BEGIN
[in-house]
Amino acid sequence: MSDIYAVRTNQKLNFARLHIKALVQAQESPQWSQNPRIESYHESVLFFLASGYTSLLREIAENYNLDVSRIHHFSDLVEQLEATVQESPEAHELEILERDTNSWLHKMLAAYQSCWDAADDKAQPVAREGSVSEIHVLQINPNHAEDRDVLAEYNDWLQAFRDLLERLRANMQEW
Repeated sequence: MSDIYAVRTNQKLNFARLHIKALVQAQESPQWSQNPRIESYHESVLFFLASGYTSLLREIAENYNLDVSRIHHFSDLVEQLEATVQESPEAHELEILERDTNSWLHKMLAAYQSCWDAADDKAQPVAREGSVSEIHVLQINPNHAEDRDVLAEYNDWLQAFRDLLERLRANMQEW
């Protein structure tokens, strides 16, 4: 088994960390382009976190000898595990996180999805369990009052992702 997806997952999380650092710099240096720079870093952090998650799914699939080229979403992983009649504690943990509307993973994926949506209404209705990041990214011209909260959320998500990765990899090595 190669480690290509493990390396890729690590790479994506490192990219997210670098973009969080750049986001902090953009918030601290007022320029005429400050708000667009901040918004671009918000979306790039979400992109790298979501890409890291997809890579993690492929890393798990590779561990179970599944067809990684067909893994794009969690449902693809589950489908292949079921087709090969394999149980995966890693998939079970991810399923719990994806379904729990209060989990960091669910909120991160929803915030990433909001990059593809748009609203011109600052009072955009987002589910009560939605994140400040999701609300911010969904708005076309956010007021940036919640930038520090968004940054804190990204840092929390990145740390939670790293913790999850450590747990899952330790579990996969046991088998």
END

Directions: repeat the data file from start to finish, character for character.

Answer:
[in-house]
Amino acid sequence: MSDIYAVRTNQKLNFARLHIKALVQAQESPQWSQNPRIESYHESVLFFLASGYTSLLREIAENYNLDVSRIHHFSDLVEQLEATVQESPEAHELEILERDTNSWLHKMLAAYQSCWDAADDKAQPVAREGSVSEIHVLQINPNHAEDRDVLAEYNDWLQAFRDLLERLRANMQEW
Repeated sequence: MSDIYAVRTNQKLNFARLHIKALVQAQESPQWSQNPRIESYHESVLFFLASGYTSLLREIAENYNLDVSRIHHFSDLVEQLEATVQESPEAHELEILERDTNSWLHKMLAAYQSCWDAADDKAQPVAREGSVSEIHVLQINPNHAEDRDVLAEYNDWLQAFRDLLERLRANMQEW
């Protein structure tokens, strides 16, 4: 088994960390382009976190000898595990996180999805369990009052992702 997806997952999380650092710099240096720079870093952090998650799914699939080229979403992983009649504690943990509307993973994926949506209404209705990041990214011209909260959320998500990765990899090595 190669480690290509493990390396890729690590790479994506490192990219997210670098973009969080750049986001902090953009918030601290007022320029005429400050708000667009901040918004671009918000979306790039979400992109790298979501890409890291997809890579993690492929890393798990590779561990179970599944067809990684067909893994794009969690449902693809589950489908292949079921087709090969394999149980995966890693998939079970991810399923719990994806379904729990209060989990960091669910909120991160929803915030990433909001990059593809748009609203011109600052009072955009987002589910009560939605994140400040999701609300911010969904708005076309956010007021940036919640930038520090968004940054804190990204840092929390990145740390939670790293913790999850450590747990899952330790579990996969046991088998």